The following is from the state of Illinois Department of Public Health

Elm Lead Beetle (Pyrrhaltaluteola)

Elm Leaf Beetle

Larvae (immature, caterpillar-like stage) of the elm leaf beetle are one-half of an inch long and yellowish with a black stripe and spots. The adults are one-fourth of an inch long, oval-shaped, yellowish-green beetles. They have black stripes on their backs; one down the center and one along the outer edge of each wing cover. Through the winter these stripes become indistinct when the beetles darken and the greenish color fades to black.

Like the boxelder bug, the life of an elm leaf beetle revolves around a tree. After feeding on elm leaves, the larvae move under the bark or to the base of the trees to pupate and transform into adult beetles.

While the larvae consume and “skeletonize” elm leaves, adults chew irregular holes in the leaves, and the combination can weaken trees. The beetles are also a nuisance when they invades homes, seeking shelter as temperatures drop in fall. Sealing cracks and gaps in the exterior of structures helps prevent entry. Timely insecticide application to foliage, bark and the base of elm trees can help reduce elm leaf beetle numbers.

Ground Beetles (Carabidae)

Ground Beetle

Structures with bright lights visible from outside at night are likely to attract six-legged visitors, and larger structures, such as commercial buildings that are often well-lighted at night, are particularly susceptible to invasion by ground beetles. There are many species, but the ground beetles most commonly attracted in large numbers are dull to shiny black, about one-half of an inch long, and somewhat flat in shape.

These beetles are strong fliers that enter structures through open doors, windows and vents, gaps beneath doors and similar openings. By day they are found dead of exhaustion or resting among the surrounding ground cover, mulch, rock and debris, or in soil and pavement cracks. Foundation perimeter treatments with liquid residual pesticides can therefore be an effective control. But the best method is to reduce night lighting by shading or switching off lights visible from outdoors.

Larger ground beetles can bite, pinching the skin. Some release foul-smelling defensive secretions, and some species, known as bombardier beetles (Brachinus and others), release irritating chemicals that explode with a popping noise.

Lady Beetles (Coccinellidae)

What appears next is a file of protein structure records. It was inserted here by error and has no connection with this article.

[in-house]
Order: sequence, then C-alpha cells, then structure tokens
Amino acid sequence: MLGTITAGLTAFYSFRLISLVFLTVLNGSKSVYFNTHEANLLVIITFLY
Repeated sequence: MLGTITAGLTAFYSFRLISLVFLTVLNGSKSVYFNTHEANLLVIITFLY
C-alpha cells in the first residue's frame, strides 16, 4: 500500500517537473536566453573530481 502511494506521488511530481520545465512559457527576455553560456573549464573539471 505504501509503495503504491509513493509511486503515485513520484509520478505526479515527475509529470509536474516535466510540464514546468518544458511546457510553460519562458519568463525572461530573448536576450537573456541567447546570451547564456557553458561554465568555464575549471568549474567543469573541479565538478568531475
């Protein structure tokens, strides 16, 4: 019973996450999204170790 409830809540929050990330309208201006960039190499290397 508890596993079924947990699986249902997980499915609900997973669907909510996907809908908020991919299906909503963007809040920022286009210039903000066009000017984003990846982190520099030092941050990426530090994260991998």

Spotted Lady Beetle

The group of insects known as lady beetles, ladybird beetles and ladybugs, includes several species that arrive at our homes in the fall, often in large numbers, intent on spending the winter with us.

There are several home-invading species; round or oval-shaped beetles, about one-fourth of an inch long, yellow to red in color with black spots. One native species that often enters homes is the spotted lady beetle (Coleomegillafuscilabris). It is an oval, pinkish-red beetle, usually with 10 black spots. Theconvergent lady beetle (Hippodamia convergens) is commonly sold as a biological control agent for release in gardens, though often ineffective due to its habit of migrating from the release site. Adults are up to one-fourth of an inch long, yellow to orange in color with up to 13 black spots, and white lines that converge behind the head.

Convergent Lady Beetle

Besides being colorful and considered cute, lady beetles are beneficial because they consume large numbers of injurious plant pests including aphids, mealybugs and scale insects. The Asian lady beetle(Harmoniaaxyridis) was thought to be of such value as a predator that it was collected in Asia and introduced across the United States over many years to control pests in orchards and other crops. While it has done its share to save valuable crops, it also invades structures each fall in greater numbers than those of native lady beetles.

The Asian lady beetle is also known as the multicolored Asian lady beetle because its color varies from pale yellow to red-orange. Most specimens have 19 black spots, but some have none. Another identifying character is the black M-shaped marking (think “M” for multicolored) outlined in white on its back just behind the head. The young are typical alligator-shaped lady beetle larvae, red, orange and black in color, with Y-shaped spines covering their bodies.

Asian Lady Beetle (Larva)

When disturbed or crushed, the beetles secrete a foul-smelling orange-colored fluid from joints in their legs. This can stain fabrics, carpeting, wallpaper and other household items. In addition, the adult beetles will feed on fruit, especially grapes, but also apples, peaches and berries. They prefer to lap up the juices of damaged fruit, but will bite into and feed on undamaged fruit as well. Similarly, the beetles will bite humans, though the bites are no more serious than pin pricks.

As the Asian lady beetle is a tree-dwelling species that naturally spends the winter in the cracks and crevices of cliffs, multi-story homes and homes on hills near wooded areas are likely to be invaded in the fall.

Lady beetles will often settle down for the winter beneath siding and shingles, in attics, soffits, porches, garages, wall voids, window and door frames. Owners of homes at risk should seal these harborages when practical. Properly timed, preventive treatment of exterior walls and surfaces with liquid residual pesticides may be of value, and is best done by pest management professionals. Once the beetles appear indoors, collect them using a vacuum cleaner.

Multicolored Asian Lady Beetles (Note Variation in Color and Markings)
Ridall Spraying pesticide








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